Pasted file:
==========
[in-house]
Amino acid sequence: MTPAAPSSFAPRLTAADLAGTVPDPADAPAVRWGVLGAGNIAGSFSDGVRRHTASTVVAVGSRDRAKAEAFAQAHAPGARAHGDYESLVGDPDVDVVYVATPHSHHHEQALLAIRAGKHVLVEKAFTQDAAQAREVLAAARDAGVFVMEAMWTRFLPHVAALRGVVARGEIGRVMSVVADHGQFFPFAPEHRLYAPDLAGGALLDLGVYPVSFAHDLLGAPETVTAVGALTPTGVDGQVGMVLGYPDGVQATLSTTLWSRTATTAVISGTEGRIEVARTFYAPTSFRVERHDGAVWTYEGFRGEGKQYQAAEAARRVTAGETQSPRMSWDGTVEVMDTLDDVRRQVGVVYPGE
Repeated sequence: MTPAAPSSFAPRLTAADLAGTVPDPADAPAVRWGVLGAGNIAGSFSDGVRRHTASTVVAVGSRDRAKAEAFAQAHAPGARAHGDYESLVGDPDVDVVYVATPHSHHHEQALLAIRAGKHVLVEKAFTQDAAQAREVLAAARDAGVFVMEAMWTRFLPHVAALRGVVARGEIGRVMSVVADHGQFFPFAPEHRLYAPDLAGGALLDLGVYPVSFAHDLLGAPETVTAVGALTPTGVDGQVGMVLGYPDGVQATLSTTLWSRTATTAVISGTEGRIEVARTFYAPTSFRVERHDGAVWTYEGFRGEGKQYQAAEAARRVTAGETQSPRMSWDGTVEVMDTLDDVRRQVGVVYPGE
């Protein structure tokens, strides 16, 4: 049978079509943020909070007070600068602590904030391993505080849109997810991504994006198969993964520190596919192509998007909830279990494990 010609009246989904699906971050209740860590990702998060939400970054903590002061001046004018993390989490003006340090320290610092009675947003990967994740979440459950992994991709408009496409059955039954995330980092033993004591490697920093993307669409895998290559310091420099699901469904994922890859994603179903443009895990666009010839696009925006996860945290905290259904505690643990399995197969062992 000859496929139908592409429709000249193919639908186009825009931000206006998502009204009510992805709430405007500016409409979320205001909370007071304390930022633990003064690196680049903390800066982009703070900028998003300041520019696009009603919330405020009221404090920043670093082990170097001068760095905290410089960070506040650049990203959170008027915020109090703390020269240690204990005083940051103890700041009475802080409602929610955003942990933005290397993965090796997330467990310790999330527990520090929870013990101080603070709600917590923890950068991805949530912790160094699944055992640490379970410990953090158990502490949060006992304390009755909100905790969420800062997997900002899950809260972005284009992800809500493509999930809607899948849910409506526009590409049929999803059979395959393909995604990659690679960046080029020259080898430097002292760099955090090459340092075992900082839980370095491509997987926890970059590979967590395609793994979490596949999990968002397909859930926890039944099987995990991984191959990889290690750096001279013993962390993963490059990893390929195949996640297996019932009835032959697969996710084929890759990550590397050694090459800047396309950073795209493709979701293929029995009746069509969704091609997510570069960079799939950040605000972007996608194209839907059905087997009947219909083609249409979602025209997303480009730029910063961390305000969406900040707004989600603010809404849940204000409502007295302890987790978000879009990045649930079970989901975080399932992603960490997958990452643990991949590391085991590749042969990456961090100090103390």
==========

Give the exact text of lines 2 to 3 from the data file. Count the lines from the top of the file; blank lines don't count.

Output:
Amino acid sequence: MTPAAPSSFAPRLTAADLAGTVPDPADAPAVRWGVLGAGNIAGSFSDGVRRHTASTVVAVGSRDRAKAEAFAQAHAPGARAHGDYESLVGDPDVDVVYVATPHSHHHEQALLAIRAGKHVLVEKAFTQDAAQAREVLAAARDAGVFVMEAMWTRFLPHVAALRGVVARGEIGRVMSVVADHGQFFPFAPEHRLYAPDLAGGALLDLGVYPVSFAHDLLGAPETVTAVGALTPTGVDGQVGMVLGYPDGVQATLSTTLWSRTATTAVISGTEGRIEVARTFYAPTSFRVERHDGAVWTYEGFRGEGKQYQAAEAARRVTAGETQSPRMSWDGTVEVMDTLDDVRRQVGVVYPGE
Repeated sequence: MTPAAPSSFAPRLTAADLAGTVPDPADAPAVRWGVLGAGNIAGSFSDGVRRHTASTVVAVGSRDRAKAEAFAQAHAPGARAHGDYESLVGDPDVDVVYVATPHSHHHEQALLAIRAGKHVLVEKAFTQDAAQAREVLAAARDAGVFVMEAMWTRFLPHVAALRGVVARGEIGRVMSVVADHGQFFPFAPEHRLYAPDLAGGALLDLGVYPVSFAHDLLGAPETVTAVGALTPTGVDGQVGMVLGYPDGVQATLSTTLWSRTATTAVISGTEGRIEVARTFYAPTSFRVERHDGAVWTYEGFRGEGKQYQAAEAARRVTAGETQSPRMSWDGTVEVMDTLDDVRRQVGVVYPGE